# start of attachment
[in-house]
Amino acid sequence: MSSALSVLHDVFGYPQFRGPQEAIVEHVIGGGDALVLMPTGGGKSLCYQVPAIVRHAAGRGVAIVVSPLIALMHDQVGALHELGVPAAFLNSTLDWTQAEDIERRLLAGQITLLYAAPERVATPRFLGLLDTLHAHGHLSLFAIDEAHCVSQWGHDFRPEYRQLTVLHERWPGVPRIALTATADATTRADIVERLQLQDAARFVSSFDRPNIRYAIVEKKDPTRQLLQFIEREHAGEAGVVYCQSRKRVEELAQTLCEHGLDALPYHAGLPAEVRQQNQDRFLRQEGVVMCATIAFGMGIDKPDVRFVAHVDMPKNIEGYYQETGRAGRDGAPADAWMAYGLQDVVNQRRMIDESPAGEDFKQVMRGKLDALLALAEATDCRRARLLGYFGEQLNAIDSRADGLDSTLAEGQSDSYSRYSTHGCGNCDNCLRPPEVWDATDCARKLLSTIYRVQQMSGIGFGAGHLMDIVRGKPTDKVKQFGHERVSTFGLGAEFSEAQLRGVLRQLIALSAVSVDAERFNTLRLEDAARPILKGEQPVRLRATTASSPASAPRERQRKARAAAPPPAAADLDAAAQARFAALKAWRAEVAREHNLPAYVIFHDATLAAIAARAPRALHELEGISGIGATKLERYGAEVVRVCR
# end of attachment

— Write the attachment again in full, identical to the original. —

[in-house]
Amino acid sequence: MSSALSVLHDVFGYPQFRGPQEAIVEHVIGGGDALVLMPTGGGKSLCYQVPAIVRHAAGRGVAIVVSPLIALMHDQVGALHELGVPAAFLNSTLDWTQAEDIERRLLAGQITLLYAAPERVATPRFLGLLDTLHAHGHLSLFAIDEAHCVSQWGHDFRPEYRQLTVLHERWPGVPRIALTATADATTRADIVERLQLQDAARFVSSFDRPNIRYAIVEKKDPTRQLLQFIEREHAGEAGVVYCQSRKRVEELAQTLCEHGLDALPYHAGLPAEVRQQNQDRFLRQEGVVMCATIAFGMGIDKPDVRFVAHVDMPKNIEGYYQETGRAGRDGAPADAWMAYGLQDVVNQRRMIDESPAGEDFKQVMRGKLDALLALAEATDCRRARLLGYFGEQLNAIDSRADGLDSTLAEGQSDSYSRYSTHGCGNCDNCLRPPEVWDATDCARKLLSTIYRVQQMSGIGFGAGHLMDIVRGKPTDKVKQFGHERVSTFGLGAEFSEAQLRGVLRQLIALSAVSVDAERFNTLRLEDAARPILKGEQPVRLRATTASSPASAPRERQRKARAAAPPPAAADLDAAAQARFAALKAWRAEVAREHNLPAYVIFHDATLAAIAARAPRALHELEGISGIGATKLERYGAEVVRVCR